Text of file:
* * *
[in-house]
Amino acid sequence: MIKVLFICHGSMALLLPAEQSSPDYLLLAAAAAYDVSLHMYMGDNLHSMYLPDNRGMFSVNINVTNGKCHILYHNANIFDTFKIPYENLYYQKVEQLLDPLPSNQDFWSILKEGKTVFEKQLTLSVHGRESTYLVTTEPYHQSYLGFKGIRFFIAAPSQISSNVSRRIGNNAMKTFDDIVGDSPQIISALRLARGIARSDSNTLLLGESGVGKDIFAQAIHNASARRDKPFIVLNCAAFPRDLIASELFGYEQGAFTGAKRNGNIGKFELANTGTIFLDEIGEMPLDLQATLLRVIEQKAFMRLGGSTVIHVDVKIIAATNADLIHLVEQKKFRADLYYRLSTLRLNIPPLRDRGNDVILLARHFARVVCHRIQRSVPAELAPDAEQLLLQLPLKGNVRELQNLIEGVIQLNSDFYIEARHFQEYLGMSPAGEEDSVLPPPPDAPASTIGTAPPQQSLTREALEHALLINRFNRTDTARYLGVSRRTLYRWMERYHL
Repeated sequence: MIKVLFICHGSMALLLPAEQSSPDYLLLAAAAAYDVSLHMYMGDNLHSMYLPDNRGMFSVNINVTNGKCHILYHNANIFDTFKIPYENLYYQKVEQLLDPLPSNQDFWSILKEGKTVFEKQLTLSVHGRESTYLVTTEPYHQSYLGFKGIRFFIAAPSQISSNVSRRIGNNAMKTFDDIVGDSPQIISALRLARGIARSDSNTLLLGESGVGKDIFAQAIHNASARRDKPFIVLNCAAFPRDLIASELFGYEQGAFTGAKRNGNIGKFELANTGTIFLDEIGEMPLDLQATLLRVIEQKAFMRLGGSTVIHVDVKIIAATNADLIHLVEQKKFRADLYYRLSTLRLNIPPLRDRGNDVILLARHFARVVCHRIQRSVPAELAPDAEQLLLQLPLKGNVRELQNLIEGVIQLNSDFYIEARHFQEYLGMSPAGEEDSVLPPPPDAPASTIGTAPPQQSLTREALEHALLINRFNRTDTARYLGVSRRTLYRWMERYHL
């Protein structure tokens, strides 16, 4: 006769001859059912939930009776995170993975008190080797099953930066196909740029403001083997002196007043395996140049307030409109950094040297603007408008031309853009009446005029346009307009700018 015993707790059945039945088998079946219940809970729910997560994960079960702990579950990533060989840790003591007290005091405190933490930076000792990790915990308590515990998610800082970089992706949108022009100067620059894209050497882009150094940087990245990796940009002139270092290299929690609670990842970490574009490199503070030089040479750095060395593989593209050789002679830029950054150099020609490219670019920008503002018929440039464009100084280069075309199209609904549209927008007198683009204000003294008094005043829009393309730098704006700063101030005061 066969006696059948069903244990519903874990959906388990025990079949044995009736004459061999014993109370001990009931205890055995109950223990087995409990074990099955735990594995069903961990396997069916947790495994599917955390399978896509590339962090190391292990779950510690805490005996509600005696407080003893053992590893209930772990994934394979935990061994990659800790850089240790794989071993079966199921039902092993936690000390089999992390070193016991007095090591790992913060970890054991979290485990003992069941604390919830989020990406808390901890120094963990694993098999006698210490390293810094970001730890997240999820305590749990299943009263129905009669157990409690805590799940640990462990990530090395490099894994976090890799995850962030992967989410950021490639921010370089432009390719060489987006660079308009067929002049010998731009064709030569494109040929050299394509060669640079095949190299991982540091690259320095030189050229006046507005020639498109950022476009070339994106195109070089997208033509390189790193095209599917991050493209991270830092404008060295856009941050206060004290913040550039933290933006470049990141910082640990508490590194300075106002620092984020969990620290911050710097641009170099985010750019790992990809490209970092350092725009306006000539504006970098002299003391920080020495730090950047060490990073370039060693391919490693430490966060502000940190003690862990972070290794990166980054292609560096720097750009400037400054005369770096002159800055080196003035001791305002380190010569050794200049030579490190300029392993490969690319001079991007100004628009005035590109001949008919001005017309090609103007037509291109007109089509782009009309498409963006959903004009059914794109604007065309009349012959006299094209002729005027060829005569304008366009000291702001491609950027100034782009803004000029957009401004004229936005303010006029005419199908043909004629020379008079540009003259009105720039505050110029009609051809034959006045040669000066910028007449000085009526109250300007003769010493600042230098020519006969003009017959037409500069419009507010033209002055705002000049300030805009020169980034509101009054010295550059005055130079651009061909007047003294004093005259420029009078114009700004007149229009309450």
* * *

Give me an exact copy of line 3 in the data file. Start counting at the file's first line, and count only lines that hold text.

Repeated sequence: MIKVLFICHGSMALLLPAEQSSPDYLLLAAAAAYDVSLHMYMGDNLHSMYLPDNRGMFSVNINVTNGKCHILYHNANIFDTFKIPYENLYYQKVEQLLDPLPSNQDFWSILKEGKTVFEKQLTLSVHGRESTYLVTTEPYHQSYLGFKGIRFFIAAPSQISSNVSRRIGNNAMKTFDDIVGDSPQIISALRLARGIARSDSNTLLLGESGVGKDIFAQAIHNASARRDKPFIVLNCAAFPRDLIASELFGYEQGAFTGAKRNGNIGKFELANTGTIFLDEIGEMPLDLQATLLRVIEQKAFMRLGGSTVIHVDVKIIAATNADLIHLVEQKKFRADLYYRLSTLRLNIPPLRDRGNDVILLARHFARVVCHRIQRSVPAELAPDAEQLLLQLPLKGNVRELQNLIEGVIQLNSDFYIEARHFQEYLGMSPAGEEDSVLPPPPDAPASTIGTAPPQQSLTREALEHALLINRFNRTDTARYLGVSRRTLYRWMERYHL